NYU, I Love You But You’re Literally Led by a Predatory Student Lender
Today is the day we part ways. You see, I am graduating, and while I anticipate our paths will on occasion cross again, this moment signifies a defining change in our relationship.
As such, I wanted to take stock of what this university has meant to me. It is here I have forged so many friendships, broadened my academic horizons, and truly grown in this incredible city we call home.
But through all of this there has been one issue I have had trouble seeing past: the Chair of NYU’s Board of Trustees, William Berkley, literally headed the Board of a predatory student lending company while simultaneously sitting on the Board of NYU. Kind of weird, don’t you think?
For those unfamiliar, the Board of Trustees is the highest decision making body of NYU. They appoint our president, approve our budget, and set our tuition.
In fairness, I should flesh out the context of Berkley’s tenure. The recession in 2008 made times tough for a lot of people: students, parents, the unemployed, and, of course, predatory student lenders. In particular Berkley’s company, First Marblehead, saw a huge drop in their market price.
That’s why, under Berkley’s helm, First Marblehead lobbied congress against a bill to expand access to low-interest rate federal student loans at the height of the recession in order to force students to turn to private high-interest rate alternatives. The average rate for a First Marblehead student loan: 11%.
Further, under Berkley’s leadership, First Marblehead was investigated by the state of New York for deceptive lending practices and conflicts between private lenders and universities.
You may be wondering what this has to do with NYU. Interestingly enough, Berkley joined the Board of NYU the same year he joined the Board of First Marblehead. And even more interestingly, NYU contracted with First Marblehead during Berkley’s tenure on both boards to provide high-interest rate loans to international students ineligible for low-interest rate federal loans.
This of course all exists against the backdrop of a school routinely graduating classes with more collective debt that any other non-profit college in the country. Of course, as NYU has long insisted this is because of the endowment size and not the universally hated multi-billion dollar expansion plan. But hey, who can be sure?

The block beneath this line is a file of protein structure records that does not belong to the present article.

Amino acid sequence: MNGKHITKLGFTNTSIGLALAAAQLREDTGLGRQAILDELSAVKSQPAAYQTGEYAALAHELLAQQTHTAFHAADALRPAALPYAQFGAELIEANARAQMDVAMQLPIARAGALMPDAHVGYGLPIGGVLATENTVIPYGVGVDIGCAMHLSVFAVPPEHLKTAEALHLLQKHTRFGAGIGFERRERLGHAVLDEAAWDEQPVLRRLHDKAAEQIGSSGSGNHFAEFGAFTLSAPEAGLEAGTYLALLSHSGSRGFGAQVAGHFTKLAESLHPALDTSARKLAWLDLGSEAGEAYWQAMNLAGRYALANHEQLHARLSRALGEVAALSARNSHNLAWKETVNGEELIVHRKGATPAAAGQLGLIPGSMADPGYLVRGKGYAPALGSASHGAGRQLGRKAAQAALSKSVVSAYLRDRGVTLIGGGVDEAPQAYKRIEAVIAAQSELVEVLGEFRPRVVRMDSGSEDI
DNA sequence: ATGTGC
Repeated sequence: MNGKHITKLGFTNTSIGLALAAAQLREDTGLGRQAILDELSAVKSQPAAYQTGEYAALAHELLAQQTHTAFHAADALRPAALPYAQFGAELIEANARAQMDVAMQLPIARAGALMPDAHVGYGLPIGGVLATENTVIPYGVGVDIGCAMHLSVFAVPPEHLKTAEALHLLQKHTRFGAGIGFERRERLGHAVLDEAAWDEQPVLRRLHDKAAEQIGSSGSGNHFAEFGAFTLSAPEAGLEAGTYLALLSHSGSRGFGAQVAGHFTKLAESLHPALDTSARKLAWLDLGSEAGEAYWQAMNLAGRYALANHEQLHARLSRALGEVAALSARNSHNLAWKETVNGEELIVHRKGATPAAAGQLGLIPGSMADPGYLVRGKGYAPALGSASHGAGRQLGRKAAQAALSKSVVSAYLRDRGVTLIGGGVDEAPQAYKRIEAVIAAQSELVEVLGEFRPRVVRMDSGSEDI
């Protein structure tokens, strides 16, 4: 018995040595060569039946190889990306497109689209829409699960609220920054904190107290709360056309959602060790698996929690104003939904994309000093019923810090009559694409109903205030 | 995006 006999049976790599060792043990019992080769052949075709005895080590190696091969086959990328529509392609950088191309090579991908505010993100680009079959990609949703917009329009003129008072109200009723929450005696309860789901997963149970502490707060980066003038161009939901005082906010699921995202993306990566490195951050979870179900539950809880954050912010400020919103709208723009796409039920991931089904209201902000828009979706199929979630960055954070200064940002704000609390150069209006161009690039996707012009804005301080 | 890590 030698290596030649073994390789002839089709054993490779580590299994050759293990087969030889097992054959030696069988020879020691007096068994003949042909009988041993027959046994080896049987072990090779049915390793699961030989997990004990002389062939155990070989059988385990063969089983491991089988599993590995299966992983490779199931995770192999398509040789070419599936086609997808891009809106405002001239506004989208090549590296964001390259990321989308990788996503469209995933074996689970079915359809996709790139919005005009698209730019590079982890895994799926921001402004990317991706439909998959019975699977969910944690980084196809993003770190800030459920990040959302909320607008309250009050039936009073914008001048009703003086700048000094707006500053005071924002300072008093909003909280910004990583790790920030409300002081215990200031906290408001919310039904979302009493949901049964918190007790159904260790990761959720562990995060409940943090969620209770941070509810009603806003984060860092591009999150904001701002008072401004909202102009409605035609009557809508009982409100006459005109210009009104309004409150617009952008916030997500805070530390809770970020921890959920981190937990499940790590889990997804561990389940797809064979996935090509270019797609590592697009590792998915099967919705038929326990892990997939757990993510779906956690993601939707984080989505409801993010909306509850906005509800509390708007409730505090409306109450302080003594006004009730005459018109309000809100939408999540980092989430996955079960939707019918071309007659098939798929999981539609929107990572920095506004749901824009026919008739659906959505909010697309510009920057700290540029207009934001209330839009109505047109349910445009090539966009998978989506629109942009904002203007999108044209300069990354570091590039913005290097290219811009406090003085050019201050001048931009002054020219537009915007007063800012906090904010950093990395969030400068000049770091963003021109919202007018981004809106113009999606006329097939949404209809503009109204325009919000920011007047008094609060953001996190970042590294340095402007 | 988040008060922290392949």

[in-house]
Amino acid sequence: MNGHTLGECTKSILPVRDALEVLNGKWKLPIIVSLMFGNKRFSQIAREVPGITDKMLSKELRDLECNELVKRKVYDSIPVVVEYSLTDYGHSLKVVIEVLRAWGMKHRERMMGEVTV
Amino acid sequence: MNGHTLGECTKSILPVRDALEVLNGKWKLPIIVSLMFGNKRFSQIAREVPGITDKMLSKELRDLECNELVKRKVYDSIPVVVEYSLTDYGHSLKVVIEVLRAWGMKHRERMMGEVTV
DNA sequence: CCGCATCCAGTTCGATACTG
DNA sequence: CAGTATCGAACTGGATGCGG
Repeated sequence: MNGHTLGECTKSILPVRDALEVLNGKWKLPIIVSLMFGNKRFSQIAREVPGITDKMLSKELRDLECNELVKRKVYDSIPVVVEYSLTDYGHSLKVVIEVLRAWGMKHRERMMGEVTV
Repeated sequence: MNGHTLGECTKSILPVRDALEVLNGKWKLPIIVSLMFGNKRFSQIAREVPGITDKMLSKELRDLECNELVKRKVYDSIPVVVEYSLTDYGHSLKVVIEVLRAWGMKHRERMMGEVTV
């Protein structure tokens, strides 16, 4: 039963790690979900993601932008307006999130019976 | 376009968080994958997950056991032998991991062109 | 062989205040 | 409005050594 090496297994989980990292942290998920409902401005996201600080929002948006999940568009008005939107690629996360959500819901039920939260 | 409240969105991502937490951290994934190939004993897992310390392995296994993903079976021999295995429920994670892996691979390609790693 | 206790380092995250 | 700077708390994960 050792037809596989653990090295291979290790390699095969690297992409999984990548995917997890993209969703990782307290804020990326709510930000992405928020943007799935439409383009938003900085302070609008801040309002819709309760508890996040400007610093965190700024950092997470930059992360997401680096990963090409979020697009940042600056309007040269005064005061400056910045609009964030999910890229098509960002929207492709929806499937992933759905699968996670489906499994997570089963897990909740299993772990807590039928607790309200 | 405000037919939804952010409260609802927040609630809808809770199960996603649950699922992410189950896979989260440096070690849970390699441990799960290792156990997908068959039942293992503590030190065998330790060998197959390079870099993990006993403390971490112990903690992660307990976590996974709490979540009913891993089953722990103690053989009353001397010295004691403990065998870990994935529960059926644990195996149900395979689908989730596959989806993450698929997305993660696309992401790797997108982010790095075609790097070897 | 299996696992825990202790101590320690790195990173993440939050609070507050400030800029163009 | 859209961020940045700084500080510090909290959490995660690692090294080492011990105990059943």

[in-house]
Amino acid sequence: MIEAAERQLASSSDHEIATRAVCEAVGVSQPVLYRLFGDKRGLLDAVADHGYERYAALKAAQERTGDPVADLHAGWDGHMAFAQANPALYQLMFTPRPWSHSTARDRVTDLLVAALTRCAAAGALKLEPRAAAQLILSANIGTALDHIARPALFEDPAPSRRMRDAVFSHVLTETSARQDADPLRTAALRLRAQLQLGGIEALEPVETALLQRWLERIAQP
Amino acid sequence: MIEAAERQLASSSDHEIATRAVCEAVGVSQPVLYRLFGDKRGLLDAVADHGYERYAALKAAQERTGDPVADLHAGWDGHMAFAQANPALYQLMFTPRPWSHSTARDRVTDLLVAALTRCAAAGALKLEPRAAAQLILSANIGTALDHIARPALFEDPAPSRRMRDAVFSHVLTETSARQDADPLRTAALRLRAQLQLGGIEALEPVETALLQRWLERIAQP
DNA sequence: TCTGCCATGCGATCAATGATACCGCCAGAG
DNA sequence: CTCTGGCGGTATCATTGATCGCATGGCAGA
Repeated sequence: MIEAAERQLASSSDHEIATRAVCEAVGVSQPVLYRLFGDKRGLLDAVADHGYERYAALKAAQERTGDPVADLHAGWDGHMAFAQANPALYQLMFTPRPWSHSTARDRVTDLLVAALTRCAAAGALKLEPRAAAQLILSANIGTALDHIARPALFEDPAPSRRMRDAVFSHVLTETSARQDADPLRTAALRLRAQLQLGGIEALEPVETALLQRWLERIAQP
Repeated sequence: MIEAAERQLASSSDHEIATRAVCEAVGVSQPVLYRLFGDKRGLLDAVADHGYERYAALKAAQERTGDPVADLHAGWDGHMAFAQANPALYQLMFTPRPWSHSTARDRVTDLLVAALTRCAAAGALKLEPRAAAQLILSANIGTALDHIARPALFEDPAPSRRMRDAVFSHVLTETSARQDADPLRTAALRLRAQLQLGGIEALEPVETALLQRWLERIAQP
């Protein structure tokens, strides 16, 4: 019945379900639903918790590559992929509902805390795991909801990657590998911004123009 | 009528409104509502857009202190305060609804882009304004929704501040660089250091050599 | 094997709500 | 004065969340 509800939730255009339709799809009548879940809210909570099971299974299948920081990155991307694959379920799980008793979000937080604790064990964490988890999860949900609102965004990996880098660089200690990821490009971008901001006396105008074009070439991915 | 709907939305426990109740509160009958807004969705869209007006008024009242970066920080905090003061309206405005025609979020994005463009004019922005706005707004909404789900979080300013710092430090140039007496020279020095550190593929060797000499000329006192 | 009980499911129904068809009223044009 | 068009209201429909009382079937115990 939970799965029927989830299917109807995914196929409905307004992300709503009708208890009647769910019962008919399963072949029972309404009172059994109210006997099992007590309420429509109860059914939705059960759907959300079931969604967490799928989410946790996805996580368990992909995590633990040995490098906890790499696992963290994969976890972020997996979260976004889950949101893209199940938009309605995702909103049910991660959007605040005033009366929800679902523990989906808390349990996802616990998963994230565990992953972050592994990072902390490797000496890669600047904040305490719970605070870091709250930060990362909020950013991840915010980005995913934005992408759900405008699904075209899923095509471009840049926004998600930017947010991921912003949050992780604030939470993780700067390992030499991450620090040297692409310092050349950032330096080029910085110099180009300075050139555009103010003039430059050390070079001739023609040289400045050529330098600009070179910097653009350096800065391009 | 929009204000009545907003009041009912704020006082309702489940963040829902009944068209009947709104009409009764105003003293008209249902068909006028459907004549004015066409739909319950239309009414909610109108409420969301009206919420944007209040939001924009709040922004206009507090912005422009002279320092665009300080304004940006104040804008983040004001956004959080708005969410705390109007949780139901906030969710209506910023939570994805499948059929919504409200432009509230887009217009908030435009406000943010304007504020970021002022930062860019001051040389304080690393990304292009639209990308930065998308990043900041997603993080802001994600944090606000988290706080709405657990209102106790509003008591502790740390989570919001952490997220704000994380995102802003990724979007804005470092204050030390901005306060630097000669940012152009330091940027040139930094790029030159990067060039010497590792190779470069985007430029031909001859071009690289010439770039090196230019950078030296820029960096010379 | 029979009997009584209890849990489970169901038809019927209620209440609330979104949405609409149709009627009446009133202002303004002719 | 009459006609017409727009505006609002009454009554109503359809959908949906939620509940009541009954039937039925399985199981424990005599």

Now I’m sure there is a perfectly reasonable explanation for this. That is why when I had the opportunity to ask NYU President Andrew Hamilton about this in a town hall I made sure to take advantage of the opportunity. Video below:
To wrap this up, it has been a real privilege to attend this university. It is in that spirit that I have fought over the past 4 years, with some success, to make this university more accessible to more people. It truly is a shame that ill-advised policies pushed by poorly selected leadership keep us from fully realizing this goal.
Small measures taken to increase affordability might help address the periphery of the problem, but they fail to take on the fundamental issue that plagues this university: not all, but far too many of those responsible for governing this university do so with little concern for the interests of its students.
I have long considered NYU to be a bit of a fixer upper. It seems reasonable to me that we could not spend billions of dollars on an expansion plan that people hate, not routinely graduate classes with monstrous amounts of debt, not be led by a predatory student lender, not have Trump advisers calling the shots at our university, not build a campus in another country using slave labor, not put the person who built such campus with slave labor on our Board, not give our former president an $800,000 annual pension, and still be “in and of the city”.
But hey, that’s just one man’s opinion. Do with it what you will.
NYU College of Arts and Sciences, Class of 2017